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HOAXVILLE

The process diary of film director Glendyn Ivin

Snip, Snip.

Glendyn Ivin

The film in cards. Our new best friend. Jack The Butcher boy.

My own POV for the next couple of months...

I love the editing process. When you are shooting the possibilities are endless. Where should I put the camera? What lens? Where are the actors? What are they doing? How are they doing it? Etc, etc... But when you are in the edit, even though there are still a whole bunch of possibilities, it essentially comes down to - this is what we have, how do we make it work. Simple. Kinda...

We are currently 2 weeks into an 8 week edit. So far, so good. On day 1, Jack sat me down to watch a 2 hour 40 minute assembly of the film (which he had been working on from day 1 of our shot). I really thought I was going to freak out. Assemblies usually do it to me. The film you see is just all the information, without any real attention to rhythm or pacing, story arch or selection of performance. But I think because Jack and I have cut for so long (here is the first thing I cut with Jack about 8 years ago, and another clip I'm really proud of that we did together as well, and this, oh yeah and this, not coincidentally all shot by Greig as well!) and are really good friends, I was amazed at how well it all seemed to fit together.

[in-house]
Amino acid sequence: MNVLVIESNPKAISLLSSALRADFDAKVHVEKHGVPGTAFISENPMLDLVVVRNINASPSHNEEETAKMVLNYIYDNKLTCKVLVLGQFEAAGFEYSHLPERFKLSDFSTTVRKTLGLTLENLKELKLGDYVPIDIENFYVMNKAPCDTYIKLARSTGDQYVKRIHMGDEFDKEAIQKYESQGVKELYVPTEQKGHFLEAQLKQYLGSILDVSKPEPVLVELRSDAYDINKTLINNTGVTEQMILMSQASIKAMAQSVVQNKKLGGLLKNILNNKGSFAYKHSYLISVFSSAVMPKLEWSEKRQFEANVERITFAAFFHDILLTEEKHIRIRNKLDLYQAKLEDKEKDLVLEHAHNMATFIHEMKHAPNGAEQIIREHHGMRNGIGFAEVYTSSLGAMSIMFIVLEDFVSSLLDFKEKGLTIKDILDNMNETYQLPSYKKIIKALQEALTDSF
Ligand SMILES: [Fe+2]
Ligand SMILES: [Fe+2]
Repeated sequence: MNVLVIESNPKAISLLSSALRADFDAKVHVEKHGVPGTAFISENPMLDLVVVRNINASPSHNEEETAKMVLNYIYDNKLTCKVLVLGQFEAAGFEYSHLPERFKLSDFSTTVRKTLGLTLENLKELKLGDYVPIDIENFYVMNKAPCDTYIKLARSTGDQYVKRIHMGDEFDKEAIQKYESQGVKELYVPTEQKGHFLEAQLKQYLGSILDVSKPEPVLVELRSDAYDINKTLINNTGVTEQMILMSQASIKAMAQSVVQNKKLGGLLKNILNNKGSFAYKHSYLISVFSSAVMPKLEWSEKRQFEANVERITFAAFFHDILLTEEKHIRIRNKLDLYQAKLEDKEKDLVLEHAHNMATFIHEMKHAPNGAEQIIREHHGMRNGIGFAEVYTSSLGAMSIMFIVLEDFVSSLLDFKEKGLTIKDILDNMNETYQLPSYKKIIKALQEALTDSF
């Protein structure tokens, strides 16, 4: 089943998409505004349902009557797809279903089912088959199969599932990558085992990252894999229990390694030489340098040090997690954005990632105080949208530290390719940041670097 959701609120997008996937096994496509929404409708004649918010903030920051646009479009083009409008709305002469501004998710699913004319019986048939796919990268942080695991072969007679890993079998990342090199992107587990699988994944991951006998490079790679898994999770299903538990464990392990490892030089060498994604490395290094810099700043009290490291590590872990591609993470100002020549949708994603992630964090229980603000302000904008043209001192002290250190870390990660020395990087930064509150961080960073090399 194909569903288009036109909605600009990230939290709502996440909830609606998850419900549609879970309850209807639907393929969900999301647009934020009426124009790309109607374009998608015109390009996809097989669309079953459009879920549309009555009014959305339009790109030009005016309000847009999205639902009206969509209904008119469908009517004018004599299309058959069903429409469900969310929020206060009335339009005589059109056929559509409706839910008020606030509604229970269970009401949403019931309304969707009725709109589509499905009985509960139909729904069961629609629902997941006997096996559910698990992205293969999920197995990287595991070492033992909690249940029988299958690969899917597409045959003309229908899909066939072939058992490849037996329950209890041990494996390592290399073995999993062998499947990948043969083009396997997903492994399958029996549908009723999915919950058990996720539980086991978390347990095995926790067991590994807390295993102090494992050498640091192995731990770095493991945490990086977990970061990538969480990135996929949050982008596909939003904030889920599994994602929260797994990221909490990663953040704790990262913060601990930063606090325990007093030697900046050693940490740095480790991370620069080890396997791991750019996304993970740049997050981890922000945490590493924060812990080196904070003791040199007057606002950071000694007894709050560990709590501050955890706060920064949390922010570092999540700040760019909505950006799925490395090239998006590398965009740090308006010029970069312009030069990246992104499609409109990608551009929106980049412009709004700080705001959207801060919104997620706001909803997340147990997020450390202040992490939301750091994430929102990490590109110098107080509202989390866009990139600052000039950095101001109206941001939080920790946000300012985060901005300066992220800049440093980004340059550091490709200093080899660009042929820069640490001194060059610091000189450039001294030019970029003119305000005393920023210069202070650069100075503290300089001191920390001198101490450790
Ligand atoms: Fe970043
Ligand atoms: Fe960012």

Jack and I share a very similar head space for film and story telling in general, so we are making the same film. Some sequences obviously looked as though they needed a stack of work, but others seemed to just sit really well on the screen. Kinda how I thought they would. Encouraging!

Then we went back to scene 1 and started to cut. And that's what we have been doing for the past 2 weeks. Curently at scene 151 of 190.

The whole process at this stage is cutting away whats not needed. Cutting lines of dialogue, shots, characters and scenes. I really like to strip things back. Regardless of the blood, sweat and tears it took to get the shot(s) it's so great to just cut it out. To constantly simplify so the viewer has as little information as possible. So they are left asking more questions than there are answers given.

It constantly surprises me how much you cut out of a scene and it still makes sense, or better still it makes MORE sense.

Outside the window at 4pm the other day.

It's been really cold and rainy. I love this kind of weather. Perfect for holing up and sitting in a dark room and cutting.

g